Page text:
It was very sad to say goodbye to the team. We've been working so so hard over the last few days; very much in our own world. I haven't seen television or read a newspaper since I left Highgate on Monday morning. Leaving the all-encompassing safety of that sort of scenario can be a bit of an anti-climax.

I got really stroppy when I got back home, no doubt because I was tired and overwrought. I hadn't realised quite how much I'd been effected by jumping straight from the wedding into Brass, and took all my frustrations out on a bag of shopping, which I flung to the floor on our way home from Sainsburys. Slightly mortifying.

We've now moved from The Voice to Britain's Got Talent, which is like jumping out of the proverbial frying pan onto the surface of the sun! I suspect I'm feeling too cynical to be drawn in by it. I'm somewhat disgusted by the false hyperbole which drips off the tongues of the judges in these programmes. "You were literally singing for your lives." "That was a world class performance." I almost hate this nonsense more than when they say things like "that was flat as a pancake" (usually when the performer has been singing sharp.)

The messages and emails of support about our wedding continue to trickle in. A lot of people seem to be watching it on a bit of a loop and some of the things that people are writing are extraordinary. It seems we've hit a few buttons out there. People are writing to tell me about their gay children, and how much our mother's song effected them. One lady even wrote to tell me that her father had been gay, and that he'd only admitted it on his death bed. I feel incredibly honoured that people are sharing their stories with us and that our wedding has generated so much, well... Love.

Butterfly trench

...And so the initial rehearsal period for Brass reaches an end and there are 35 cast and crew members who are considerably more tired than they were seven days ago!

Today was a day of discovery. There were lots of breakthroughs, some epiphanies and many, many tears. It would be almost impossible to rehearse a show about the First World War without being dragged into an emotional whirlpool. The first thing that any 18 year-old lad confronts is the thought that 100 years ago, he would himself have been stumbling over the top. And for what exactly?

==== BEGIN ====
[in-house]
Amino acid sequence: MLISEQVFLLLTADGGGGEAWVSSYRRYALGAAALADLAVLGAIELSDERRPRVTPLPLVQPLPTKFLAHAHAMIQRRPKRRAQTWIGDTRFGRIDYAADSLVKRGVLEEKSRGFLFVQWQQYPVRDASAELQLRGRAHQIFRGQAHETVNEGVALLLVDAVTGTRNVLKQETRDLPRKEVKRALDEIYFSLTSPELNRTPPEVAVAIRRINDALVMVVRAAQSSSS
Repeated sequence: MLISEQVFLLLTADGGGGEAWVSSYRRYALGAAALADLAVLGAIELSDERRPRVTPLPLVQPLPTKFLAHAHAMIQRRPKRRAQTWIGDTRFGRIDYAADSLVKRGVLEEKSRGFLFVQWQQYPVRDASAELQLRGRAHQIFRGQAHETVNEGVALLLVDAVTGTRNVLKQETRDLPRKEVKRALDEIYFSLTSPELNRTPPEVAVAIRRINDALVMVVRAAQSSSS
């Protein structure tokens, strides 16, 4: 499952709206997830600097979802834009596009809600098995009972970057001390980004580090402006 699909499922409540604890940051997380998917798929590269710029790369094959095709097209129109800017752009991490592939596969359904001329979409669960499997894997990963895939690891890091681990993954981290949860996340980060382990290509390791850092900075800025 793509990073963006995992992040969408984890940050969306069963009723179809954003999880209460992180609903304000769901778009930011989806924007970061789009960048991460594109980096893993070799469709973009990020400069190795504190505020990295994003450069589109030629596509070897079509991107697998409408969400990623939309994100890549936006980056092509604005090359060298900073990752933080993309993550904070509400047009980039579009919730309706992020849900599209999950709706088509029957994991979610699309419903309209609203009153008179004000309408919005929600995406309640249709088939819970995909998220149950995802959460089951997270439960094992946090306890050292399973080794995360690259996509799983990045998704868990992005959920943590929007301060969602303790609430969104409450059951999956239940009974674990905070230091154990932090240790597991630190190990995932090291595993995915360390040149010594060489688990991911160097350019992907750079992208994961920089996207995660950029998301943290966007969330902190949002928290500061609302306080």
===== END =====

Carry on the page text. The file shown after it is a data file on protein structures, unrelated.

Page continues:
We have all thought about death in some way this week. Actual death. The death of innocence. The death of a world obsessed with class and empire. Camaraderie has been strong as well; partly as a result of our all living in the same bubble, and partly because Brass is an ensemble piece. It's an "us against the world" story and the cast have supported each other wonderfully through the desperately long rehearsals, the meltdowns and all the challenges.

I suspect no one who was present today will ever forget the little exercise we did up on a hill behind the school. At the bottom of the hill is a dry river bed and Sara and I took the male cast there and asked them to perform their last "going over-the-top" scene from within that natural trench. The men then climbed out of the trench, ran up the hill and acted being shot one by one. It was a chilling sight, particularly when the female members of the cast started throwing blossom at the men to represent the butterflies which feature so prominently in our show. As the cast re-entered the space, they were given a round of applause by members of the cast of the other show which is rehearsing in the same building, who had been watching the spectacle in awe through a window.

I felt rather proud to have conceived the exercise, because it means the cast will now have a very strong physical sense of what it means to climb out of a ditch and walk uphill into no-man's-land, which is exactly what happened to the Leeds Pals.

Saturday, 12 April 2014

Too many Bens. Too little time.

I was awoken at 5.30am this morning by the most astonishing dawn chorus. I should perhaps preface this story by reminding readers that I'm working in a public school in Kent, staying in a building which is usually inhabited by boarders. It's therefore maybe not such a surprise but still fairly extraordinary that the birds were all making the sounds of electronic alarm clocks! I kid you not! There were beeps, whistles and all manner of electronic sounds, all coming from birds. The only explanation I could  think of is that the birds have got rather used to the sound, every morning, of scores of alarms clocks simultaneously going off. I know that certain British birds are occasionally known to mimic sounds and can only assume that these particular creatures have found their way, in abundance, to Seven Oaks.